Discussions of the parcel’s use continued into 2006, with some supporting the idea of constructing sports courts, a community center, exercise equipment and more, while others favored retaining green, open space. By the conclusion of discussions that year, the bulk of the council favored naturalized, open-space uses for the property, such as walking trails, and a potential new home for the children’s playground that sat, as now, on space on Garfield Parkway leased to the Town by the Christian Church.
With that decided, the council at that time also championed a charter amendment that required any future changes in the designated use for the property to get a supermajority council vote, limiting the ability of future town councils to scrap the open-space concept in favor of major construction or even selling the property for development.
That didn’t sit well with everyone. Neff told the council at the time that she was concerned their decision-making was a little high-handed.
“I sold the property to the town, not the town council,” she admonished council members. “To the people. They should have a voice in how you use it because they own it. … Let the town have more of a voice,” she reiterated. “These are the people who paid for it — as little as they paid. It’s for the people. They should decide what they want there.”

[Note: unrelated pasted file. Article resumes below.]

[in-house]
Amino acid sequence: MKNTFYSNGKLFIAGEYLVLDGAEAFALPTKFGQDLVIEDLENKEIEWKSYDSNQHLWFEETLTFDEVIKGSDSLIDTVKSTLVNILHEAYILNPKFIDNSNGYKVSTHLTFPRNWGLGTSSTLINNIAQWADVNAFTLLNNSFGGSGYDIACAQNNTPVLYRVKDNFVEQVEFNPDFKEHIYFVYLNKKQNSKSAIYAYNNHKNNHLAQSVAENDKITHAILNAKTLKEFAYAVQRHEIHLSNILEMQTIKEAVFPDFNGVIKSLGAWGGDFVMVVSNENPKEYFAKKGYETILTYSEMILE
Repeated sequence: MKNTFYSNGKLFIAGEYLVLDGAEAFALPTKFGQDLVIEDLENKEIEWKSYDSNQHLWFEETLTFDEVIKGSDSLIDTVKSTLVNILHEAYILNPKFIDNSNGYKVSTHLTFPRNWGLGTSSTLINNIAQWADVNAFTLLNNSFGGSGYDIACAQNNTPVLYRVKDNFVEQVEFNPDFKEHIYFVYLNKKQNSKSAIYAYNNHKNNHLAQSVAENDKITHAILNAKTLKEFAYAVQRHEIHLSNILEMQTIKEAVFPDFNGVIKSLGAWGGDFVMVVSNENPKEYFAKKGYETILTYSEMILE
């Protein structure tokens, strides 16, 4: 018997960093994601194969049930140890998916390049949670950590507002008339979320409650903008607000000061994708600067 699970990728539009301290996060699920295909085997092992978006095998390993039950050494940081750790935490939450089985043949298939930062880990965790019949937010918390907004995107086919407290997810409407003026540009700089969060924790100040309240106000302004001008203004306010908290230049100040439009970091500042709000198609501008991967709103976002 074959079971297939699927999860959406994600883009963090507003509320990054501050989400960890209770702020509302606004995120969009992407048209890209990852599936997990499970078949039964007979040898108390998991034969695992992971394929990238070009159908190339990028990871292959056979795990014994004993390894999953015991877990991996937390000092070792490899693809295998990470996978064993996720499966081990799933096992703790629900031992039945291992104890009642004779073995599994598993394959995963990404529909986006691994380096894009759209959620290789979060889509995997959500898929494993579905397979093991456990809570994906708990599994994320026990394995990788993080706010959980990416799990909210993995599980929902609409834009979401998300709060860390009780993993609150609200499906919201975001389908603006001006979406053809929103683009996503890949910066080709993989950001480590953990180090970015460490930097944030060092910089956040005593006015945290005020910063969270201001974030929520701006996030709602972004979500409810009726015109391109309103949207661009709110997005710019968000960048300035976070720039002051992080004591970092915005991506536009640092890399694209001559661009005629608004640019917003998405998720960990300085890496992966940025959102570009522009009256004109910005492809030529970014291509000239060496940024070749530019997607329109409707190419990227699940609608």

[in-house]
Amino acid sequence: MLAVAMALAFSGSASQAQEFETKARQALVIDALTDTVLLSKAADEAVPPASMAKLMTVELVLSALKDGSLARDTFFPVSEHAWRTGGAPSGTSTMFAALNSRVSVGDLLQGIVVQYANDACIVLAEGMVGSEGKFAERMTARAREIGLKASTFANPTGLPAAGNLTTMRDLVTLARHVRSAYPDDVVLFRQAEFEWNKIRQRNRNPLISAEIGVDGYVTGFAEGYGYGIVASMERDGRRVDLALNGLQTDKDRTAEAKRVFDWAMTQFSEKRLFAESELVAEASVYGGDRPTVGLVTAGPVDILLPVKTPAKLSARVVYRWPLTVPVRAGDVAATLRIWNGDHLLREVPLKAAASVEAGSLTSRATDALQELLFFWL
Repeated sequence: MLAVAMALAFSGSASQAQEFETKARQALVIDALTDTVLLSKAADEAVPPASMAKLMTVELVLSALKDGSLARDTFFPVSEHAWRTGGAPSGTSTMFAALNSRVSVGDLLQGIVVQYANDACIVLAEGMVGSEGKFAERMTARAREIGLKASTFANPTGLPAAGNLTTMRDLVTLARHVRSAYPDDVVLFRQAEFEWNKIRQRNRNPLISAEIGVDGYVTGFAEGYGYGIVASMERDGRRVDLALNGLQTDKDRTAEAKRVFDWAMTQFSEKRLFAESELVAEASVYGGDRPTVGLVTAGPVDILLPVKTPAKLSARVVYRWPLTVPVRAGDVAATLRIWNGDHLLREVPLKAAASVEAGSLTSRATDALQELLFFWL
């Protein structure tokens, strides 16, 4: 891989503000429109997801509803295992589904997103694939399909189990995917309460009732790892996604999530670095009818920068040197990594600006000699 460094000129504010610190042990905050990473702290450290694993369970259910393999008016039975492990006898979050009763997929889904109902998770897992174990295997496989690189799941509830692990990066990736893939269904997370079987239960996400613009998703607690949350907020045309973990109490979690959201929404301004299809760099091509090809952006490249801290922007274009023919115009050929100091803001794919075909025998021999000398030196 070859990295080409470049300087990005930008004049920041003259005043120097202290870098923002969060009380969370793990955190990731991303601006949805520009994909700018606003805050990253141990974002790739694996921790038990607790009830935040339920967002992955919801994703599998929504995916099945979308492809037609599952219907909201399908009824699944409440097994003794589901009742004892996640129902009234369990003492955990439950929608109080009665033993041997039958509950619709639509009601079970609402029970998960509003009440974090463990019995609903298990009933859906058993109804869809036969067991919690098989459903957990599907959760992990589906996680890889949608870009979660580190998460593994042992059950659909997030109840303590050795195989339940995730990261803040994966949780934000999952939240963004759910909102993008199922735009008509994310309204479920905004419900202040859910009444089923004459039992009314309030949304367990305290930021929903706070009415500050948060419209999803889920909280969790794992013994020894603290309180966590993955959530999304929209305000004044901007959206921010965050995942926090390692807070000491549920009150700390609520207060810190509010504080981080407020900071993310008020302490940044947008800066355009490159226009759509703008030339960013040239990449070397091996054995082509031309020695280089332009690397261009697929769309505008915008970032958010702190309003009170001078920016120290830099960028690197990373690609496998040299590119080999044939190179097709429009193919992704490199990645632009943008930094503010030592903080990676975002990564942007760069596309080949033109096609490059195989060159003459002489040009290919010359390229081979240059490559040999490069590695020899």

In the end, the council did put in place the supermajority requirement, but they left undefined exactly what sort of open-space, green concept the park would actually have. And though the Corps did eventually formally drop the 404 wetlands designation for those boggy sections of the parcel, the Town has never again formally raised the issue of what the future park might look like — until now.
With the parameters of a green, open-space use, the comparatively clean slate of a parcel only partially wooded and planted with bright green turf, and its location in one of the most high-profile spots in the entire town, Bethany citizens will get a chance this weekend to offer town officials their input on what these 5.8 acres will become for the foreseeable future.
No date for a possible council vote has been set. No plan to seek a formal design for the park has been announced. But this Saturday’s meeting is likely the first step in a process that will shape a major part of the town’s gateway in the years to come.